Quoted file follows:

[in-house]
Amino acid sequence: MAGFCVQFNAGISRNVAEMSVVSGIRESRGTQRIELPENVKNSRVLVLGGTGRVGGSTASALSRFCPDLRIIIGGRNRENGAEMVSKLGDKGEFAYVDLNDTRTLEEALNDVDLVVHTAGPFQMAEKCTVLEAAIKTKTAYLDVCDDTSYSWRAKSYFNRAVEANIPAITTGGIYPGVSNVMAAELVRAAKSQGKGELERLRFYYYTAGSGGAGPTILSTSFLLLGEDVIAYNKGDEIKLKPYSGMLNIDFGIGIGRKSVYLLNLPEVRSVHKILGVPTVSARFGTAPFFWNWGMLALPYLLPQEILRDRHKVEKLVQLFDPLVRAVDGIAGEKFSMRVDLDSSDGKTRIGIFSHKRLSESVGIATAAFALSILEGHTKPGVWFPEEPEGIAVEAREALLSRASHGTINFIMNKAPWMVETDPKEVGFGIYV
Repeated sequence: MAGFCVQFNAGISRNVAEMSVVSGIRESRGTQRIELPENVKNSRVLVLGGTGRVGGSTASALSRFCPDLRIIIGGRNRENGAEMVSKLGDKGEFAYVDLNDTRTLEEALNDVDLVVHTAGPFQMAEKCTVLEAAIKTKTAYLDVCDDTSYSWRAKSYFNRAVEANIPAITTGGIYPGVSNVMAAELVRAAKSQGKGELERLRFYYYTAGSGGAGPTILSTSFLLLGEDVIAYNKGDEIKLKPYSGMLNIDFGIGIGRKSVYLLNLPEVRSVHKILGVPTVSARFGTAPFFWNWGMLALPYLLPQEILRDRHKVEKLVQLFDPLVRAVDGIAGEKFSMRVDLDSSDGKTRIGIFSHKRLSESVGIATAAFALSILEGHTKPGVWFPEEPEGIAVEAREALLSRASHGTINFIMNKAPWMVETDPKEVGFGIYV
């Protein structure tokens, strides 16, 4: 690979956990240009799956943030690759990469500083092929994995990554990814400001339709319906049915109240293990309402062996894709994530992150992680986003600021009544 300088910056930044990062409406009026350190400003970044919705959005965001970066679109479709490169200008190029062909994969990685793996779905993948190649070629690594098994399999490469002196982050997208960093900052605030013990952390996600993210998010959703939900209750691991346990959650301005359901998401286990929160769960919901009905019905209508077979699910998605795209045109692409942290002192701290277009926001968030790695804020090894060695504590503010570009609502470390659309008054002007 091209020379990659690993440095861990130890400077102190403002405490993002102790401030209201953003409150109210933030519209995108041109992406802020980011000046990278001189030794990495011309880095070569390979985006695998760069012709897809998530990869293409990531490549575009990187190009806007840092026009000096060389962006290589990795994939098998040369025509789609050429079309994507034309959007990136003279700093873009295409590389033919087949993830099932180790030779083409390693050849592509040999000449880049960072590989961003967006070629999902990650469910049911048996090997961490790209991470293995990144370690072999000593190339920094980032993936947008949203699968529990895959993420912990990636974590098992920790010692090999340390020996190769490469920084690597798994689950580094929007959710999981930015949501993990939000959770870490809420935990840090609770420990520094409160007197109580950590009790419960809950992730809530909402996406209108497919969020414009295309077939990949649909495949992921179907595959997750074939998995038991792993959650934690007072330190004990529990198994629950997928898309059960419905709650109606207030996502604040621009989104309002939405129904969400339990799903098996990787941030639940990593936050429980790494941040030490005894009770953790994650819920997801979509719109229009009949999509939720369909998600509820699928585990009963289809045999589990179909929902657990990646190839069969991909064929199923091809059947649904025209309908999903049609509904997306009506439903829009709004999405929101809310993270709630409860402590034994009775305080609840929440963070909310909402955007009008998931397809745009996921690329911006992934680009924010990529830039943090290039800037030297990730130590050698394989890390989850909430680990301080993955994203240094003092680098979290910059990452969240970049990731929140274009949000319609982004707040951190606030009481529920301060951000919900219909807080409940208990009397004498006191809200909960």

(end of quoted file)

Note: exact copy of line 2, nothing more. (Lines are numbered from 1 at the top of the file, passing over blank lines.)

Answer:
Amino acid sequence: MAGFCVQFNAGISRNVAEMSVVSGIRESRGTQRIELPENVKNSRVLVLGGTGRVGGSTASALSRFCPDLRIIIGGRNRENGAEMVSKLGDKGEFAYVDLNDTRTLEEALNDVDLVVHTAGPFQMAEKCTVLEAAIKTKTAYLDVCDDTSYSWRAKSYFNRAVEANIPAITTGGIYPGVSNVMAAELVRAAKSQGKGELERLRFYYYTAGSGGAGPTILSTSFLLLGEDVIAYNKGDEIKLKPYSGMLNIDFGIGIGRKSVYLLNLPEVRSVHKILGVPTVSARFGTAPFFWNWGMLALPYLLPQEILRDRHKVEKLVQLFDPLVRAVDGIAGEKFSMRVDLDSSDGKTRIGIFSHKRLSESVGIATAAFALSILEGHTKPGVWFPEEPEGIAVEAREALLSRASHGTINFIMNKAPWMVETDPKEVGFGIYV